Bay Activists Win Fight to Get Human Rights Cases Tried in USA
- News for Anarchists & Activists:
Published on Sunday, August 11, 2002 in the San Francisco
Bay Activists Win in Fight to Get Human Rights Cases Tried
by Robert Collier
Bay Area organizations, backed by high-powered corporate
attorneys, are taking the lead in a growing movement that
uses U.S. courts to go after abusers of human rights
Far from being just a rhetorical exercise, the potential
impact of the movement became clear three weeks ago, when
the Center for Justice and Accountability, based in San
Francisco, won a $54.6 million judgment against two former
Salvadoran generals living in Florida.
The ruling in favor of San Francisco high school teacher
Carlos Mauricio and two other Salvadorans, who were tortured
by security forces during El Salvador's civil war in the
early 1980s, was the movement's biggest legal victory to
More than a dozen other cases are under way. The guiding
doctrine is "universal jurisdiction" -- a legal concept
stating that war crimes and other human rights cases can be
tried in any nation's courts, no matter where the abuses
took place or where the alleged offenders currently live.
"Universal jurisdiction is gaining force, and although it's
far from clear how far the courts will take it, there are
more and more cases all the time," says Naomi Roht-Arriaza,
a professor of international law at Hastings College of the
Law in San Francisco.
Roht-Arriaza points out that the two federal laws that
support the concept are not new -- the Alien Tort Claims Act
dates from 1789, and the Torture Victims Protection Act was
enacted in 1991.
"There haven't been changes in the laws, but there's much
more awareness by judges and litigants that these laws are
out there," she says.
The Center for Justice and Accountability, a six-person
nonprofit organization with only a $550,000 annual budget,
is pursuing five other cases against individuals from China,
Indonesia, Chile, Serbia and Honduras.
In one case, Gen. Johny Lumintang, the No. 2 official in the
Indonesian army, is being sued by six victims of human
rights abuses by troops under his command in East Timor.
Lumintang initially chose to ignore the case -- a
miscalculation, as he found out in September when a
Washington, D.C., court awarded the plaintiffs $66 million.
Now, the court is deciding whether to accept Lumintang's
request to contest the charges.
Other cases brought by the center include:
-- China. Six Falun Gong practitioners are suing Liu Qi,
mayor of Beijing and president of the Beijing Organizing
Committee for the 2008 Olympics, for his alleged
responsibility for police repression of the religious group.
Liu was served with the complaint at San Francisco
International Airport in February.
-- Chile. Armando Fernandez-Larios, a former Chilean army
officer living in Miami, is being sued for his alleged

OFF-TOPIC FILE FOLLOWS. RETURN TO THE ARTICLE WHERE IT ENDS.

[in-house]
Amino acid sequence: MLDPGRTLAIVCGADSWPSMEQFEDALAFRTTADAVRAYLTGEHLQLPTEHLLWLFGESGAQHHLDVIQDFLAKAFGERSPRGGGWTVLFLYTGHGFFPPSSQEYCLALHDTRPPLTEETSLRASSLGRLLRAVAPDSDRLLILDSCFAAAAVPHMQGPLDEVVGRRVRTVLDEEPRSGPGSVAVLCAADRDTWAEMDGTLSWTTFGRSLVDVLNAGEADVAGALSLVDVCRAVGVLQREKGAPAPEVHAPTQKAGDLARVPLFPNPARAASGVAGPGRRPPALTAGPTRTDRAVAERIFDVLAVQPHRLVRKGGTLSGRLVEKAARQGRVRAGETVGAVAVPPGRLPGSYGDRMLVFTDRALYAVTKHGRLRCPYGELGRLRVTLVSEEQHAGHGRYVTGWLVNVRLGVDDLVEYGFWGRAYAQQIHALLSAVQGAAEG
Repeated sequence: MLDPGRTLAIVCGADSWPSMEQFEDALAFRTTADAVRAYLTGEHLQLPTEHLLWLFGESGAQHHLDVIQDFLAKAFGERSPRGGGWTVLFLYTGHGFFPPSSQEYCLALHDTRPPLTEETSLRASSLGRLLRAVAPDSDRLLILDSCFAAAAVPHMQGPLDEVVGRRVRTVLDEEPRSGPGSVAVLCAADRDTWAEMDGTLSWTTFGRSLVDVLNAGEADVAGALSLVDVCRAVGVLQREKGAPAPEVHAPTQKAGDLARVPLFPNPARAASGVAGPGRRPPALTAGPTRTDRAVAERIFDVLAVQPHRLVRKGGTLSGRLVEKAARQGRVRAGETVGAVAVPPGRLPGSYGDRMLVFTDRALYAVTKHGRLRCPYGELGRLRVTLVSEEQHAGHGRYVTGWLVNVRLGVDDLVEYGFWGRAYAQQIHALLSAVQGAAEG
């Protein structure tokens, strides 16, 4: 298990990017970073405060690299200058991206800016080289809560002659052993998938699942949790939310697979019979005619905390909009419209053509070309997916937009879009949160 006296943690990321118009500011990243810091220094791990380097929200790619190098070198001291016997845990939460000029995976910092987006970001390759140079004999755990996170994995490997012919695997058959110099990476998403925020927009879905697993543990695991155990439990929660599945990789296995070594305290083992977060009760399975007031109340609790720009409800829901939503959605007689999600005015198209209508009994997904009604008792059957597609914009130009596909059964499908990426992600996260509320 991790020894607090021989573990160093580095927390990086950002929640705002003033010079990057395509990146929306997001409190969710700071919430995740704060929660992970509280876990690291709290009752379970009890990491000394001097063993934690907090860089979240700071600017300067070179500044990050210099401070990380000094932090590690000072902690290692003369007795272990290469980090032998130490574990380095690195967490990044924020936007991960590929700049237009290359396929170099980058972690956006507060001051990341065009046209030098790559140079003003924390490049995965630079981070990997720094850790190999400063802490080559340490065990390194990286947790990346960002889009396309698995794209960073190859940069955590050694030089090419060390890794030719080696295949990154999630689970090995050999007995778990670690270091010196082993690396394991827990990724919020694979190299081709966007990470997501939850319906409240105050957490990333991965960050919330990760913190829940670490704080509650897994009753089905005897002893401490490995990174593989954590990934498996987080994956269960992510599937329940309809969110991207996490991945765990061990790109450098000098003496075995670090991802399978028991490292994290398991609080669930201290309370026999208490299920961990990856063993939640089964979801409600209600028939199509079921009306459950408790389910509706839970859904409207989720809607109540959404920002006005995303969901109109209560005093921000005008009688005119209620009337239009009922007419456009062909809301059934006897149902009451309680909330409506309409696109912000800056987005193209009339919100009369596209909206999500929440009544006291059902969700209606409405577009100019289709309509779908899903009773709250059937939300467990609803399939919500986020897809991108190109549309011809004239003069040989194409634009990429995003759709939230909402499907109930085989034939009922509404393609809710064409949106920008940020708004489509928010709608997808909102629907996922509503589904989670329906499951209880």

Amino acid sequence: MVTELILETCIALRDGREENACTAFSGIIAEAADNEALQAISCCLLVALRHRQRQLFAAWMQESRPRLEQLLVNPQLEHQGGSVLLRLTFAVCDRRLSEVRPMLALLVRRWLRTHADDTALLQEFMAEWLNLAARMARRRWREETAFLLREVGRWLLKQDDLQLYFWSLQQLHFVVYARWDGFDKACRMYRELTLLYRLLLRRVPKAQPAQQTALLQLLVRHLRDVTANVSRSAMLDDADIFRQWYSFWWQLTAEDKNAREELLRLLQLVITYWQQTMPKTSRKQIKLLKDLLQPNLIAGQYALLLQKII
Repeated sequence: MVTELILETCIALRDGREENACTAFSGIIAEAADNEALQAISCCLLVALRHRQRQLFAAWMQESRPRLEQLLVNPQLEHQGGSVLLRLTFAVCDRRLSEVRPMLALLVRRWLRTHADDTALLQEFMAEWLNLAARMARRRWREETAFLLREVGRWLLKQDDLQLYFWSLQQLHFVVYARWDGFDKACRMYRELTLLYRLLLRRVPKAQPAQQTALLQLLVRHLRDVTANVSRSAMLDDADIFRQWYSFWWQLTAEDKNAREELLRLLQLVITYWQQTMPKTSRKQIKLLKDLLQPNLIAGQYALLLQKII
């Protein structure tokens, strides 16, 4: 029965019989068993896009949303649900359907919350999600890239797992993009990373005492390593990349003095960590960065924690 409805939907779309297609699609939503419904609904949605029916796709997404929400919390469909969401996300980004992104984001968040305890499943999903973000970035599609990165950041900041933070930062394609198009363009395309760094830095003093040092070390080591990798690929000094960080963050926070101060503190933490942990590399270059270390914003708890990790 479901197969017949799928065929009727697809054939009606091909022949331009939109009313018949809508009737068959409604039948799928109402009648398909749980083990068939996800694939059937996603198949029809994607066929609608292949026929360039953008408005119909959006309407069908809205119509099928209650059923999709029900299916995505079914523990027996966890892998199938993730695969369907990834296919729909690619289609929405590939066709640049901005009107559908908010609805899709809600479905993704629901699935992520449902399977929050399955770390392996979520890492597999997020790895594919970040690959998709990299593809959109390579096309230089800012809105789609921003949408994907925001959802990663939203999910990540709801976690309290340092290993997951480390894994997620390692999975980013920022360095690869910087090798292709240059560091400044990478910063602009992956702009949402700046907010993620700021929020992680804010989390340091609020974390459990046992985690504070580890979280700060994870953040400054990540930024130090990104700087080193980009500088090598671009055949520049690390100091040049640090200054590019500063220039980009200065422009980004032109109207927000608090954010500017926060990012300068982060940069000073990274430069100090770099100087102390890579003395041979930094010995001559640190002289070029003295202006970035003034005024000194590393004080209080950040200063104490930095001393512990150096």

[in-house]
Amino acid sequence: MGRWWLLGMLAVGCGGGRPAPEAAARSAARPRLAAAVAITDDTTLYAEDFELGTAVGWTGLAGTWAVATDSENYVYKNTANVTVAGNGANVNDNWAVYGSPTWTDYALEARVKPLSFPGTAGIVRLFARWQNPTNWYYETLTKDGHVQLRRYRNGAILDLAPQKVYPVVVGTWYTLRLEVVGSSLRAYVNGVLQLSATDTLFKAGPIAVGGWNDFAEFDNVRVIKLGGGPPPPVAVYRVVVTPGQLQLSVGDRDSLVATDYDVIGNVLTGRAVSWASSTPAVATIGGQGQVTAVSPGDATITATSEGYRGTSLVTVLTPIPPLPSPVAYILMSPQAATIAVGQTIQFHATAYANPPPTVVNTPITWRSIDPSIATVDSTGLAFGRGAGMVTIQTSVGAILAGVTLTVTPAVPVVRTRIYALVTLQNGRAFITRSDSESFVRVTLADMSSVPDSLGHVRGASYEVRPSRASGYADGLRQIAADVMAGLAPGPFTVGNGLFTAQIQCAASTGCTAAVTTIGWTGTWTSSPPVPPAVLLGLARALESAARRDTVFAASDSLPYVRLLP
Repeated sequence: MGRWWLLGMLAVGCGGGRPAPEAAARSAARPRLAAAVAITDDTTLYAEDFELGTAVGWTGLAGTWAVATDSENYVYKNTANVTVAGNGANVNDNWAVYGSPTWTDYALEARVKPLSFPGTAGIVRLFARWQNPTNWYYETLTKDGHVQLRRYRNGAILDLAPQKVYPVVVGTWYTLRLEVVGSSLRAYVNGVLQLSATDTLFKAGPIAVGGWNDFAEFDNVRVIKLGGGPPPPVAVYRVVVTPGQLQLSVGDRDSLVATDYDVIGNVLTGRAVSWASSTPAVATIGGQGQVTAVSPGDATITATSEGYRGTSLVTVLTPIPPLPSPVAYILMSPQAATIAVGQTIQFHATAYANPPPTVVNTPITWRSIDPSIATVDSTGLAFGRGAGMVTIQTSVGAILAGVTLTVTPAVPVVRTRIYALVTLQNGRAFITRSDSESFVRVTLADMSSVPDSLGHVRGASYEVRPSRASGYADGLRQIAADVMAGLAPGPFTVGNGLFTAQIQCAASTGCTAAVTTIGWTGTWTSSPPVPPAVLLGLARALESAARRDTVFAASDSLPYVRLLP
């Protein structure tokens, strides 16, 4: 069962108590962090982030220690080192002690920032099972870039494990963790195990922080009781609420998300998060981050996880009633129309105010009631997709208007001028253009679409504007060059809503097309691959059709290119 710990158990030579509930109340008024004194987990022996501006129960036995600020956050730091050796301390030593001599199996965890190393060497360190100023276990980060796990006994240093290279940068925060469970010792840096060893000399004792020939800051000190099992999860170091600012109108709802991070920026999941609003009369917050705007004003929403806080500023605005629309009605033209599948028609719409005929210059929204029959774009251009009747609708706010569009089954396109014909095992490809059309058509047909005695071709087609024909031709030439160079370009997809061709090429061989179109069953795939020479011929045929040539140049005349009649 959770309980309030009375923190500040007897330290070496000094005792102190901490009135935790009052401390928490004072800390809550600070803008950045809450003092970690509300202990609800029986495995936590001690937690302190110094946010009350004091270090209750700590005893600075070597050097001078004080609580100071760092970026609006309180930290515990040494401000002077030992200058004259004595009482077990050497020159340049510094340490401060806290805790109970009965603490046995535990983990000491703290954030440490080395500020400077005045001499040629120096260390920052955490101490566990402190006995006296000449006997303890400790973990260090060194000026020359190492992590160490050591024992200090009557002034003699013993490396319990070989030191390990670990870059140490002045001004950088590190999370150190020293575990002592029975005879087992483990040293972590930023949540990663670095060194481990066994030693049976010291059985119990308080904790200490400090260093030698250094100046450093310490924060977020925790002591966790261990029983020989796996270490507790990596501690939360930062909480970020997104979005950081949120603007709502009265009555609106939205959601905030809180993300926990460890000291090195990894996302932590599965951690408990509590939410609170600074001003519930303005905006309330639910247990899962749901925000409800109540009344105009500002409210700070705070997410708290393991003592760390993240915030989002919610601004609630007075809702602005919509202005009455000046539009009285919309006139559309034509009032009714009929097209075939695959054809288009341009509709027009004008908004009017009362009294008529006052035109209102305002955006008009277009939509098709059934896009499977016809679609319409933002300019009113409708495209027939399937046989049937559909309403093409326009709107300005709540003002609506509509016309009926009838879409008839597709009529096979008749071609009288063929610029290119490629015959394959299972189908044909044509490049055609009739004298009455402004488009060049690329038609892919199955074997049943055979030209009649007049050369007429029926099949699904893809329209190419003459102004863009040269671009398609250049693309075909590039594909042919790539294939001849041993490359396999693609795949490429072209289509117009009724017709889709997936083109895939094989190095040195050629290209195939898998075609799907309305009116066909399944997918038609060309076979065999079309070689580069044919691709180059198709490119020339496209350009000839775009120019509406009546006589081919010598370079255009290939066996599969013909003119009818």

involvement in the "Caravan of Death" - - a helicopter death
squad that tortured and killed at least 72 political
Meanwhile, another significant victory may be near in a case
brought by three Bay Area activist groups -- Global
Exchange, Sweatshop Watch and Asian Law Caucus -- against 26
clothing corporations over abuses against Chinese workers in
Saipan, a U.S. island in the western Pacific. Sources say
all but one of the defendants, which include San Francisco
firms Gap and Levi Strauss, are offering to pay the
ex-workers $20 million and create a monitoring system to
prevent labor abuses in their factories. A settlement is
expected in the coming weeks.
But the universal-jurisdiction movement has had its
setbacks, even in countries that have laws strongly
supporting the concept.
Two years ago, Spanish judge Baltasar Garzon failed in his
attempts to extradite former Chilean dictator Augusto
Pinochet to stand trial in Spain for human rights abuses. In
April, a Belgian appeals court threw out a lawsuit against
Israeli Prime Minister Ariel Sharon over his alleged role in
massacres of Palestinian refugees in Lebanon in 1982. That
case is being appealed to the Belgian Supreme Court, and the
nation's parliament is debating a law that would allow the
trial to go forward.
Although most of the U.S. cases originate with low-budget
nonprofit groups such as the Center for Justice and
Accountability, much of the actual prosecution is carried
out by corporate law firms that donate their services pro
bono. In a complex, long-running case, the value of these
services can amount to millions of dollars.
The Salvadoran plaintiffs' case, for example, was led by a
three-lawyer team from Morrison & Foerster, an international
law firm based in San Francisco. The Caravan of Death
plaintiffs are being represented by attorneys from Wilson,
Sonsini, Goodrich & Rosati, a large corporate law firm based
in Palo Alto.
On Monday, Morrison & Foerster is scheduled to receive the
American Bar Association's annual award for pro bono work.
Last year, the firm gave $21 million in free legal services
to nonprofit groups or poor individuals.
According to Amnesty International, there are hundreds of
foreign human rights abusers now residing in the United
States -- many of them, like the Salvadoran generals, in
Their former victims, along with organizations like the
Center for Justice and Accountability and their teams of
blue-chip lawyers, have plenty of work left to do.
Now available: _The Unspeakable and Others_
All my fiction through 2001 and more. Intro by S.T. Joshi.
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News for Anarchists & Activists:
Said Smygo, the iconoclast of Zothique: "Bear a hammer with
thee always, and break down any terminus on which is
written: 'So far shalt thou pass, but no further go.'"
--Clark Ashton Smith